Lawmakers are scaling up a potential state aid program meant to help keep the restaurant and hospitality industry afloat amid a global pandemic, by dramatically ramping up its proposed pot of money from $5 million to $100 million.
Assembly Bill 3959 is meant to help restaurants, bars, cafes and other hospitality businesses by providing interest-free, 10-year loans of up to $10,000 per month per business. Payments would be deferred for the first nine months.
A3959 was sent to Gov. Phil Murphy’s desk on Thursday, after passing both the Assembly and Senate at remotely-held voting sessions that day.
The program would be run by the New Jersey Economic Development Authority, which oversees five other state aid programs meant to provide businesses with immediate cash as they struggle to bring in revenue during the COVID-19 outbreak and statewide shutdown.
The administration has only just begun rolling back some statewide restrictions, as the number of new COVID-19 cases, hospitalizations and fatalities decline.
“With demand plummeting and quarantines and curfews in place across New Jersey, thousands of Garden State restaurants, bars, hotels, and other hospitality-related small businesses are seeing tremendous damage to their bottom-lines, putting businesses at-risk for bankruptcy, eviction, or foreclosure,” the bill’s sponsor, state Sen. Vin Gopal, D-11th District, said in a Thursday statement.
Eligibility under the program would largely be limited to companies that have been in operation for at least a year, with annual revenues up to $2 million. For those in businesses for between six and 12 months, that annual threshold would be lowered to $1 million.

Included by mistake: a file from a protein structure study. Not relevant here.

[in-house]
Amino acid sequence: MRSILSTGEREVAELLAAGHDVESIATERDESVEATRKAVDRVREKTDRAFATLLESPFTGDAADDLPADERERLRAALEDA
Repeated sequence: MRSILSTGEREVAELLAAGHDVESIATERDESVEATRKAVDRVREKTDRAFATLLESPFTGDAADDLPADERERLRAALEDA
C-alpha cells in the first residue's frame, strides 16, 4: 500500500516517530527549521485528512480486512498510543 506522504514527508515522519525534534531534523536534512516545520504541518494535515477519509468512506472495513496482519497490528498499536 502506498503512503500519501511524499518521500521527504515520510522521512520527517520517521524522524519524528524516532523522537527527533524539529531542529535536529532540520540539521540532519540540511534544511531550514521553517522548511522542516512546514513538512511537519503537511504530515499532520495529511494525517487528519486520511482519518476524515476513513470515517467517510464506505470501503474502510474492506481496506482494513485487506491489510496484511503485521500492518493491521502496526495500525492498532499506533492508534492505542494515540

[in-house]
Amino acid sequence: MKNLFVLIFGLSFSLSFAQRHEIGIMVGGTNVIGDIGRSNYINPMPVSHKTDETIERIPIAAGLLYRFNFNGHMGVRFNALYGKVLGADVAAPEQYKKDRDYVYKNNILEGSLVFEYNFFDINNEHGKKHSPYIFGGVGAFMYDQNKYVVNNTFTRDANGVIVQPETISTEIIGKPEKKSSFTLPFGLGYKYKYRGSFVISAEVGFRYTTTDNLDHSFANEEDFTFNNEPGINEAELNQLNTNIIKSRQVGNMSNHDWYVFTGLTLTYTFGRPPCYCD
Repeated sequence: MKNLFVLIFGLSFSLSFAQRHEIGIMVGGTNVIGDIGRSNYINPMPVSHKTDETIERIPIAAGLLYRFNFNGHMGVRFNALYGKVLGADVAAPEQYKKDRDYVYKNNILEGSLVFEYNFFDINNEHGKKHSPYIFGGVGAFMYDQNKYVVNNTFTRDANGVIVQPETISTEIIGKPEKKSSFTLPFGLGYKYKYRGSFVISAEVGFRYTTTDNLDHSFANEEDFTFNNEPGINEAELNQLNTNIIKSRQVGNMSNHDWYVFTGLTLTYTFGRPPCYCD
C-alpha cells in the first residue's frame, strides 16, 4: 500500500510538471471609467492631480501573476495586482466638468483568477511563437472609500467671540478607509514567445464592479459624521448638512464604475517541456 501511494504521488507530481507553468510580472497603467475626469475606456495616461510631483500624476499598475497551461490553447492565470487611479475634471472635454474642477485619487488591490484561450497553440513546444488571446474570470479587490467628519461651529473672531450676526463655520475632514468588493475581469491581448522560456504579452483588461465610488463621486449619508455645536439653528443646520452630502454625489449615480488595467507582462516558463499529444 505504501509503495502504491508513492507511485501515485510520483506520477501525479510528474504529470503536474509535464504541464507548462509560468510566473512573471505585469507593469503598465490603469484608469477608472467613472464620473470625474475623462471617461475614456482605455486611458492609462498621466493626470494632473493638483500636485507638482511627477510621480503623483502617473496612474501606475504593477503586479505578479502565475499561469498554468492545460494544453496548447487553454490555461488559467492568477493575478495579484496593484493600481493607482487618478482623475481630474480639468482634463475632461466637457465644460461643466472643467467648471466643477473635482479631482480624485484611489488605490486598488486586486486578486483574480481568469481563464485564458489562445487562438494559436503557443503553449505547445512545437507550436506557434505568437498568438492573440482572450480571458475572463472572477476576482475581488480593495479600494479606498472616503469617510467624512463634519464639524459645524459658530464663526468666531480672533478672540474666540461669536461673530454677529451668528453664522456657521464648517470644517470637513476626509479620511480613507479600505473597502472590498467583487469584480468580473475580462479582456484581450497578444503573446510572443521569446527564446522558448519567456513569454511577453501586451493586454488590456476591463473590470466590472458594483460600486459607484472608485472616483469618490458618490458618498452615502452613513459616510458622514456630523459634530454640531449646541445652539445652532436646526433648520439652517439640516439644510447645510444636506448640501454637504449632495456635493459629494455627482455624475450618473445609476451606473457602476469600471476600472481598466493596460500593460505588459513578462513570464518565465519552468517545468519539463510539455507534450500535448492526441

Either way, the applicant needs to show that they’ve kept up with at least 80 percent of payments for the past year. Loan money would have to go toward “immediate, unavoidable” expenses other than payroll costs.
According to the bill, this newly created “NJ Hospitality Emergency Loan Program” would be financed by some of the federal block grants awarded to the state under a $150 billion state aid program, part of the Coronavirus Aid, Relief and Economic Security Act, or CARES Act.
It is not immediately clear why lawmakers opted to increase the size of the loan program by an additional $95 million.
But a $5 million grant program ran out of money just over an hour after applications opened, with more than 32,000 businesses vying for funds.
Demand soared for the NJEDA’s $10 million small business loan program, with 3,260 businesses applying for a combined $228.7 million from the state’s much smaller pot of money. The money for both programs has only just been paid out to businesses in recent weeks.
“A recovery cannot start until adequate amounts of working capital are identified and made available,” Tom Bracken, president of the New Jersey Chamber of Commerce, said in a May 5 statement.